Cyber Shadow 6

Cyber Shadow is now out and many will notice the Yacht Club Games name attached to it. No, the esteemed Shovel Knight developer didn’t make the former, but the games are going to get compared all the same. I figured I’d save curious players the time and break down what the two games have in common. And, more importantly, what they don’t. Which are most things, really.

Obviously, they’re both tough platformers with 8-bit visuals. Both of them give the player infinite tries via respawning at specific checkpoints. They’re also both divided into levels technically, most of which can be returned to for further searching at a later time. Each game has a lot of boss battles, frequently at the end of level sections as well. The main characters in both Cyber Shadow and Shovel Knight can have their health and special meter increased. Health bars in both games is red, while specials are blue.


You’ll also find instakill traps regardless of which game you’re playing. Cyber Shadow doesn’t have as many death pits as Shovel Knight, but they do share a love for instakill hazards. More importantly, both main characters will have to use a downward attack move while in the air to bounce off of their foes, which you’ll often have to chain to accomplish your immediate goal. Both games also have secrets hidden all over their levels, with plenty of hidden walls and tougher optional pathways that can yield bonuses. You’ll routinely find currency in both games as well. They’re even of somewhat similar length, though Cyber Shadow will probably take an hour or so longer. Finally, both use special moves that are tied to their magic meters.

Shovel Knight

And the differences?

On the other hand, there are plenty of disparities between the two games. Clearly, their tones are noticeably different, with Cyber Shadow being dark and dystopic while Shovel Knight is bright and funny. The former’s levels are all connected to each other in a lateral way, while the latter uses an overworld map to get around. Shovel Knight drops money when he dies, but Shadow doesn’t lose anything. This is probably because you’re expected to die a lot more in Cyber Shadow. Currency in Shovel Knight is spent via interacting with NPCs so that you can buy meter increases and relics. In Cyber Shadow, currency is used to permanently power up individual save points so that they’ll fully heal you, restore your special meter, or give you a temporary item that breaks after you get hit a few times.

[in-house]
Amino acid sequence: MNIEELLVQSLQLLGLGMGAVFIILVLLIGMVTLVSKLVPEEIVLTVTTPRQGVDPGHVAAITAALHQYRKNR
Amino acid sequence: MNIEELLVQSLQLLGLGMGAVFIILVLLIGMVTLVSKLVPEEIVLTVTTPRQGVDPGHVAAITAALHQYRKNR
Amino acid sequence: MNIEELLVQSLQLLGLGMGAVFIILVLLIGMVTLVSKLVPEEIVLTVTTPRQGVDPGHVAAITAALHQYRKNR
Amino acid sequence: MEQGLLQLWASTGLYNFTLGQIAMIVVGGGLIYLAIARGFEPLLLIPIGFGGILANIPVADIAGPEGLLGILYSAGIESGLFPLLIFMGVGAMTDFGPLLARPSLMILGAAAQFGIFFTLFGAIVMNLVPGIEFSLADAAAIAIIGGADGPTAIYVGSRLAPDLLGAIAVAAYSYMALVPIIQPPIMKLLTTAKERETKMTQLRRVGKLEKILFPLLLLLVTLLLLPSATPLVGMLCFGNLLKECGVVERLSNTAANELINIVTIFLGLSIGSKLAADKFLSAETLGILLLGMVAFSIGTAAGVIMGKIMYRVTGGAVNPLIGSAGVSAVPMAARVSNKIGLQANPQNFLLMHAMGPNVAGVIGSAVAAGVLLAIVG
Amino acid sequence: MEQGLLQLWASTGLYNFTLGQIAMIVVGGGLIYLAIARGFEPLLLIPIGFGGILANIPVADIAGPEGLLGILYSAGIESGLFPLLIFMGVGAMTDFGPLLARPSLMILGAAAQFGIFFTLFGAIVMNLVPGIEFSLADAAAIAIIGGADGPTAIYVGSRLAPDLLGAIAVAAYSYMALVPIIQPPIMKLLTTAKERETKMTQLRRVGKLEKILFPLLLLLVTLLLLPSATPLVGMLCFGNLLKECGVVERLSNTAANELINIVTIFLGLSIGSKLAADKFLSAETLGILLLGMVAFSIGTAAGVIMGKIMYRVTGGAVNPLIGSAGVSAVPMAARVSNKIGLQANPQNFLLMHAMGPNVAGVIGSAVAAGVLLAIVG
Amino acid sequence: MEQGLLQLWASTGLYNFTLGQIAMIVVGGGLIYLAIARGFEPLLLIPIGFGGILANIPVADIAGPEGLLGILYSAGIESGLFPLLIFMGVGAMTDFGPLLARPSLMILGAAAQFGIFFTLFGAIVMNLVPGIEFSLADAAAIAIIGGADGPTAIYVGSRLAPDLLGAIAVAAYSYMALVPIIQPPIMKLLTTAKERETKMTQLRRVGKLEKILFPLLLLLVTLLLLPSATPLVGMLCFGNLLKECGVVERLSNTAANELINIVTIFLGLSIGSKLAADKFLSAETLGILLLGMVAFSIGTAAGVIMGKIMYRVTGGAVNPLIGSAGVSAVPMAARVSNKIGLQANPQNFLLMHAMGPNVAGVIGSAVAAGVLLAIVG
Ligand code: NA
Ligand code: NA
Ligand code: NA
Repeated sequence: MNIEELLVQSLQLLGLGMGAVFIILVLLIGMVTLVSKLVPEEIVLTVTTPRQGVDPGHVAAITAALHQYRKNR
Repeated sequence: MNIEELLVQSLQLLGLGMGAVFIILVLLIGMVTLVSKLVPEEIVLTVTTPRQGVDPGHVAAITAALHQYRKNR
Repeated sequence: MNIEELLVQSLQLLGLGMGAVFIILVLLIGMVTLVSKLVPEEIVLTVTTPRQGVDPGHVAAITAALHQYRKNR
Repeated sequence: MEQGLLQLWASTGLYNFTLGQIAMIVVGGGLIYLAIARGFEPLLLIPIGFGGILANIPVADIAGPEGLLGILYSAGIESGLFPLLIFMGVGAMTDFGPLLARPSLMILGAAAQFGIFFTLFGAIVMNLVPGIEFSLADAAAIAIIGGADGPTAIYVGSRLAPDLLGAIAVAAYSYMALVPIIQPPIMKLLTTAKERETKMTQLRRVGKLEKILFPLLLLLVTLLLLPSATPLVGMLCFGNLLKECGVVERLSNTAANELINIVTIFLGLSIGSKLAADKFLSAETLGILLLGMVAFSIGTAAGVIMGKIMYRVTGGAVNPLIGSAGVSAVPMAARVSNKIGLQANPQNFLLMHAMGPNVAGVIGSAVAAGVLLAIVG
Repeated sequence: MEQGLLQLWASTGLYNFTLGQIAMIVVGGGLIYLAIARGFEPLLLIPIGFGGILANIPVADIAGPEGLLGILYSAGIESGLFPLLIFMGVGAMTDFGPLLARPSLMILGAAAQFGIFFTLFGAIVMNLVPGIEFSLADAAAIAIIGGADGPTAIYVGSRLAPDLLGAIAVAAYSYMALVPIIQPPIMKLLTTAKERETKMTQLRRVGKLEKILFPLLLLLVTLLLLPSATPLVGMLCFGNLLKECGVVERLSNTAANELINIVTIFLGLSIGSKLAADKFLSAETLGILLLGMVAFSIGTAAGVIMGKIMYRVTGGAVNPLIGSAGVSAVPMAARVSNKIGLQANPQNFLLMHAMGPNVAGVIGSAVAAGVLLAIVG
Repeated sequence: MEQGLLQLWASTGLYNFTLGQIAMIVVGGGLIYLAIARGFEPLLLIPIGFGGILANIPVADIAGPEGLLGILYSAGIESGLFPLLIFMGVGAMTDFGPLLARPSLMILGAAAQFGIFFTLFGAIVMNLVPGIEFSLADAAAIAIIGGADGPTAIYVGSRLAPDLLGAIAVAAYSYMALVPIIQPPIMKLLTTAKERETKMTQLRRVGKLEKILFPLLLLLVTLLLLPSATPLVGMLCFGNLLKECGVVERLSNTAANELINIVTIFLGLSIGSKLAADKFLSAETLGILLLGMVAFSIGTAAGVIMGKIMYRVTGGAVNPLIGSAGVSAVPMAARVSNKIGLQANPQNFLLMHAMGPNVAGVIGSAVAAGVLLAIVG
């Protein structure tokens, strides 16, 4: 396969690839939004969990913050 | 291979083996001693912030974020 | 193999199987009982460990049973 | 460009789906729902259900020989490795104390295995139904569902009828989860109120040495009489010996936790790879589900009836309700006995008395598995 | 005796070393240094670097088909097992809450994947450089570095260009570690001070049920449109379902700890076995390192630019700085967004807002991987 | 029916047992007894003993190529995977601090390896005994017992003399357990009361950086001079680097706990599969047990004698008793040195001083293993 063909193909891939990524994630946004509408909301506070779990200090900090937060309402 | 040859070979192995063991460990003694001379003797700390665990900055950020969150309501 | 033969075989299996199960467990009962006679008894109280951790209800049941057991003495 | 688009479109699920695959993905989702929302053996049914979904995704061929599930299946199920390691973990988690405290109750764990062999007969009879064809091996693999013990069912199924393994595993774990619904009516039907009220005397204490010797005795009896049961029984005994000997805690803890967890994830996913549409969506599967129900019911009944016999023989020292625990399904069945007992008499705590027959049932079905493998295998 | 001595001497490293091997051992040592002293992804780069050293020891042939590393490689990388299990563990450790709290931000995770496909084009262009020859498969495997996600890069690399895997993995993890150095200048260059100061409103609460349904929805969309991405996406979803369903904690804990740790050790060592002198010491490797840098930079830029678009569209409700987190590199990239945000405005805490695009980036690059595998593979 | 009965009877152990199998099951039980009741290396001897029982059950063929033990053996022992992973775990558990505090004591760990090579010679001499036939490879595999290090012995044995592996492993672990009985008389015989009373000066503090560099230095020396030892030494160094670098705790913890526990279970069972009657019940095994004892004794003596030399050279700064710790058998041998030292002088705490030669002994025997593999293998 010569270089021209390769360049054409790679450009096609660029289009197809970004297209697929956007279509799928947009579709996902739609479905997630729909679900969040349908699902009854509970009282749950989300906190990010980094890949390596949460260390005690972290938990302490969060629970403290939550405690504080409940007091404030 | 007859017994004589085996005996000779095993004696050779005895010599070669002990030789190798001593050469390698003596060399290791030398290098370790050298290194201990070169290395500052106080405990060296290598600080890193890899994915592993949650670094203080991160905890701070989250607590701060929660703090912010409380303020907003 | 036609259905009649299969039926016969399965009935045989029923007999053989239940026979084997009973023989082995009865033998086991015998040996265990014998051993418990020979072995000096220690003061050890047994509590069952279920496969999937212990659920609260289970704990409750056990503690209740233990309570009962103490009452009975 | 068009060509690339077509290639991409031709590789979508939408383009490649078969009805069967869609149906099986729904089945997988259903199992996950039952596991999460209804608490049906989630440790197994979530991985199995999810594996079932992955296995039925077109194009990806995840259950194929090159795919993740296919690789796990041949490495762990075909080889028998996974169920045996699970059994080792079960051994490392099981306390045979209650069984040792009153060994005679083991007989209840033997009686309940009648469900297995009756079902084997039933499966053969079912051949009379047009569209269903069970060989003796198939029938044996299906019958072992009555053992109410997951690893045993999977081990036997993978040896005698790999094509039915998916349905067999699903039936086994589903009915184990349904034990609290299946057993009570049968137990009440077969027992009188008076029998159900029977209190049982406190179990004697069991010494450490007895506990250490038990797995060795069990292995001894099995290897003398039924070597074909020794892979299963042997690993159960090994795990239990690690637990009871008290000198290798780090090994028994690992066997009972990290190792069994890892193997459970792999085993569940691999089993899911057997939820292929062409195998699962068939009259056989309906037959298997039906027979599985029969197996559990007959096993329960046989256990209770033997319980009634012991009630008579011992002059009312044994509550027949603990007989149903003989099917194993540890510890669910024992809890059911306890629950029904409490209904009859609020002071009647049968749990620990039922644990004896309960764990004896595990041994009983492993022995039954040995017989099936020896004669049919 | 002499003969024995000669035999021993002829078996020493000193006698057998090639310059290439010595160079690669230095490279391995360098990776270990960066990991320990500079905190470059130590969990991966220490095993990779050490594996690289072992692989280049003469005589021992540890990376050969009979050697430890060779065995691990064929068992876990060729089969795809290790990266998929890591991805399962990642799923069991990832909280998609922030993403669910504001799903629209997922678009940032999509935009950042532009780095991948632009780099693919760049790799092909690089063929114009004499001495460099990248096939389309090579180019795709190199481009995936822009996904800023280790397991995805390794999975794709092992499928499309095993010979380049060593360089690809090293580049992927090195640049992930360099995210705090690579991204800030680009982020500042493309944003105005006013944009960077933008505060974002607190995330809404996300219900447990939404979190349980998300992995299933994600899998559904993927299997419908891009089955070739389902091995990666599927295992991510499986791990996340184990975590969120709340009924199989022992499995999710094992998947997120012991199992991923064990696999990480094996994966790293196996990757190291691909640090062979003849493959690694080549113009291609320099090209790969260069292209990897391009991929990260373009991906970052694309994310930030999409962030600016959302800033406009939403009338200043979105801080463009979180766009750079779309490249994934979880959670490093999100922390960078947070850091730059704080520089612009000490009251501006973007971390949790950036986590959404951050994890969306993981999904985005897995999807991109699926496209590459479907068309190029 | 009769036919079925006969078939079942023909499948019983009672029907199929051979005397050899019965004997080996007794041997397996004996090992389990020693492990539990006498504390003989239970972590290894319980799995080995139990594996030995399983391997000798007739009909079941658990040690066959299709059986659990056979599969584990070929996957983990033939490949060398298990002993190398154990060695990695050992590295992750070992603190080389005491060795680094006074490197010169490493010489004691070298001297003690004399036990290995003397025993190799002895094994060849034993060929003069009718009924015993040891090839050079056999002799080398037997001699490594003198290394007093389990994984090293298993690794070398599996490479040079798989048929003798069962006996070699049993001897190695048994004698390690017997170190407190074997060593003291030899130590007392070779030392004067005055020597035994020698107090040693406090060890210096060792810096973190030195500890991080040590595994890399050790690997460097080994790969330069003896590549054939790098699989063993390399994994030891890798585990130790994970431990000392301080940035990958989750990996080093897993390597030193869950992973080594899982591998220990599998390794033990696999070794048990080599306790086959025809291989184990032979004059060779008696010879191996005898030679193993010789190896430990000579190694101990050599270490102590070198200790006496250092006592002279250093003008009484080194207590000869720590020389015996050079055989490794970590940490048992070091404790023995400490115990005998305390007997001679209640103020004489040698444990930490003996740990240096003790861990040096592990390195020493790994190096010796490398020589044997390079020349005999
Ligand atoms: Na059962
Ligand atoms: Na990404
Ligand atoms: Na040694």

The gameplay in both games is drastically different. Cyber Shadow is more nimble and ends up giving the player a lot of mobility options, including dashing and wall jumping. It’s just a faster game that’s focused on precise movement and reaction speed. Shovel Knight has to be careful when he hits things, as there’s some knockback, but Shadow can swing his sword to his heart’s content. His attacks also come out much quicker. Shadow will also need to collect health and powerups out in the levels themselves, instead of being purchasable with money like in Shovel Knight.

Cyber Shadow and Shovel Knight do have some things in common, but, as you can see, they’re different games that scratch separate itches. They’re both highly enjoyable in their own right and well worth playing, but which one you like more is going to come down to personal preference. Personally, Cyber Shadow is more my speed, as I absolutely adored the range of movement and specific type of level design it was going for. But your mileage will vary. Still, you should play them both.

Cyber Shadow 7

Andrew Farrell
Andrew Farrell has an extreme hearing sensitivity called hyperacusis that keeps him away from all loud noises.  Please do not throw rocks at his window.  That is rude.  He loves action and rpg games, whether they be AAA or indie.  He does not like sports games unless the sport is BASEketball. He will not respond to Journey psych-outs.

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